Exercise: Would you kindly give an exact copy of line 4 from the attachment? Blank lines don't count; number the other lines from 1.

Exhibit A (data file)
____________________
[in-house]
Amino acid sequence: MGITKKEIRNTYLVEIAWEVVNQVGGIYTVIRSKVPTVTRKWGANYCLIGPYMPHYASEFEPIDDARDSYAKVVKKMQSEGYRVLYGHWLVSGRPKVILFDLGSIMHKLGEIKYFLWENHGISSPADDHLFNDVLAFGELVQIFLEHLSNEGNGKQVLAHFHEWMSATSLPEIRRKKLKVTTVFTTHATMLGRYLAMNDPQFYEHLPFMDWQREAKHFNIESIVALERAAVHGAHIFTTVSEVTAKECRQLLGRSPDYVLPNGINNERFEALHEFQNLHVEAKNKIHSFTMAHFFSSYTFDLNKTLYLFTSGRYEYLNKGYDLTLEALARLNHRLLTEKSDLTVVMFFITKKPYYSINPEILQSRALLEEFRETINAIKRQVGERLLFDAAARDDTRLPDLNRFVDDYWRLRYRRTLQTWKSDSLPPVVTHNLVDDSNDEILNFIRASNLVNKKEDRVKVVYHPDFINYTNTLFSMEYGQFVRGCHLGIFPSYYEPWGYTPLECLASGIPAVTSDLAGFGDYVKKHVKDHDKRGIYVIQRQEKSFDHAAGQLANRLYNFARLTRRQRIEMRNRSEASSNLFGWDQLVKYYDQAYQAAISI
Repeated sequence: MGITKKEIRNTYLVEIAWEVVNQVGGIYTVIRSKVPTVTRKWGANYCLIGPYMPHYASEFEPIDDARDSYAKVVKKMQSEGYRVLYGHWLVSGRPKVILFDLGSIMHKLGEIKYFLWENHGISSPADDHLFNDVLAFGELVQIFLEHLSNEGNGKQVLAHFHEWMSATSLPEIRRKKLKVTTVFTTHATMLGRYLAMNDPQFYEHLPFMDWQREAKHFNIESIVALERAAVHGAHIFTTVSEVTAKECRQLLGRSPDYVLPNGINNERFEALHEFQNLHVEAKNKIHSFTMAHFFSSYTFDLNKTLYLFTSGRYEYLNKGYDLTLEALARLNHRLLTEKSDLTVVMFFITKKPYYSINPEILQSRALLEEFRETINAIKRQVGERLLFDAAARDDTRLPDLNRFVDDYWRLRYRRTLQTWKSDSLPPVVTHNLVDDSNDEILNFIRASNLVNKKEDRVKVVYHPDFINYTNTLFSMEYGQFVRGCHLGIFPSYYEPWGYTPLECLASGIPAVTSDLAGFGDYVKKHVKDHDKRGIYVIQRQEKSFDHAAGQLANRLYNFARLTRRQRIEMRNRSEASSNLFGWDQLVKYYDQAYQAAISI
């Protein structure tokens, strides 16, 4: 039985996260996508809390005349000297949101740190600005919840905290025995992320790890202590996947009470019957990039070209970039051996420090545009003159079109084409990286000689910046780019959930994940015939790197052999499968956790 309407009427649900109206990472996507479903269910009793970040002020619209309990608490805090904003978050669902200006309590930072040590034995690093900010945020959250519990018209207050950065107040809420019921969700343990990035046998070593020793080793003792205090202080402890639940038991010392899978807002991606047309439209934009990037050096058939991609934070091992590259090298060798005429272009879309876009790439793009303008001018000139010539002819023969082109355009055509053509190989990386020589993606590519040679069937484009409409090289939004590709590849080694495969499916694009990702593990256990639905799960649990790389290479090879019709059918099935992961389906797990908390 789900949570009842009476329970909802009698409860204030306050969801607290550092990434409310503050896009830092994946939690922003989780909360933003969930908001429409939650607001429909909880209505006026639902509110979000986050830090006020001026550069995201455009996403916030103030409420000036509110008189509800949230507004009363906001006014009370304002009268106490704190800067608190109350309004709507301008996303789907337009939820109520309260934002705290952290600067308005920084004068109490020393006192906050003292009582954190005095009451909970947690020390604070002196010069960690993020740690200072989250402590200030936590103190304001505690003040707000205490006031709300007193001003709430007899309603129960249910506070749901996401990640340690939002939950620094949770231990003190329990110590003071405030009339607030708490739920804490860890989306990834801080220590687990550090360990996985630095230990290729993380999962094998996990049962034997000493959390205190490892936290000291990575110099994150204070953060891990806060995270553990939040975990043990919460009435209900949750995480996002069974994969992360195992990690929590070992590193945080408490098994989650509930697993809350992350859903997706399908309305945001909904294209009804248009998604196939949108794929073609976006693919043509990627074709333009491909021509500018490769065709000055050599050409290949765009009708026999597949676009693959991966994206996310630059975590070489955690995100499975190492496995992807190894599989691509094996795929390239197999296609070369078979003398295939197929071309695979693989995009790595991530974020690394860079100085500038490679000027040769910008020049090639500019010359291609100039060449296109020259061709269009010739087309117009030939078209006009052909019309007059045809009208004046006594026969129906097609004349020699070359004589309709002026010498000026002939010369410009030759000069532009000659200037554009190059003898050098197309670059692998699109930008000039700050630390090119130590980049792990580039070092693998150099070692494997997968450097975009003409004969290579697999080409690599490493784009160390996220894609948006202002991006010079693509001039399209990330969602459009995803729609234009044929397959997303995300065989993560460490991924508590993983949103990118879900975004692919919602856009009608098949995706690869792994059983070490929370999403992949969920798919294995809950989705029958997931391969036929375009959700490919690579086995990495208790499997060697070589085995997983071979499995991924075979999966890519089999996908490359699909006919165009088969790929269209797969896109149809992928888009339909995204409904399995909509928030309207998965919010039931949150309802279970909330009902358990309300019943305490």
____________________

């Protein structure tokens, strides 16, 4: 039985996260996508809390005349000297949101740190600005919840905290025995992320790890202590996947009470019957990039070209970039051996420090545009003159079109084409990286000689910046780019959930994940015939790197052999499968956790 309407009427649900109206990472996507479903269910009793970040002020619209309990608490805090904003978050669902200006309590930072040590034995690093900010945020959250519990018209207050950065107040809420019921969700343990990035046998070593020793080793003792205090202080402890639940038991010392899978807002991606047309439209934009990037050096058939991609934070091992590259090298060798005429272009879309876009790439793009303008001018000139010539002819023969082109355009055509053509190989990386020589993606590519040679069937484009409409090289939004590709590849080694495969499916694009990702593990256990639905799960649990790389290479090879019709059918099935992961389906797990908390 789900949570009842009476329970909802009698409860204030306050969801607290550092990434409310503050896009830092994946939690922003989780909360933003969930908001429409939650607001429909909880209505006026639902509110979000986050830090006020001026550069995201455009996403916030103030409420000036509110008189509800949230507004009363906001006014009370304002009268106490704190800067608190109350309004709507301008996303789907337009939820109520309260934002705290952290600067308005920084004068109490020393006192906050003292009582954190005095009451909970947690020390604070002196010069960690993020740690200072989250402590200030936590103190304001505690003040707000205490006031709300007193001003709430007899309603129960249910506070749901996401990640340690939002939950620094949770231990003190329990110590003071405030009339607030708490739920804490860890989306990834801080220590687990550090360990996985630095230990290729993380999962094998996990049962034997000493959390205190490892936290000291990575110099994150204070953060891990806060995270553990939040975990043990919460009435209900949750995480996002069974994969992360195992990690929590070992590193945080408490098994989650509930697993809350992350859903997706399908309305945001909904294209009804248009998604196939949108794929073609976006693919043509990627074709333009491909021509500018490769065709000055050599050409290949765009009708026999597949676009693959991966994206996310630059975590070489955690995100499975190492496995992807190894599989691509094996795929390239197999296609070369078979003398295939197929071309695979693989995009790595991530974020690394860079100085500038490679000027040769910008020049090639500019010359291609100039060449296109020259061709269009010739087309117009030939078209006009052909019309007059045809009208004046006594026969129906097609004349020699070359004589309709002026010498000026002939010369410009030759000069532009000659200037554009190059003898050098197309670059692998699109930008000039700050630390090119130590980049792990580039070092693998150099070692494997997968450097975009003409004969290579697999080409690599490493784009160390996220894609948006202002991006010079693509001039399209990330969602459009995803729609234009044929397959997303995300065989993560460490991924508590993983949103990118879900975004692919919602856009009608098949995706690869792994059983070490929370999403992949969920798919294995809950989705029958997931391969036929375009959700490919690579086995990495208790499997060697070589085995997983071979499995991924075979999966890519089999996908490359699909006919165009088969790929269209797969896109149809992928888009339909995204409904399995909509928030309207998965919010039931949150309802279970909330009902358990309300019943305490």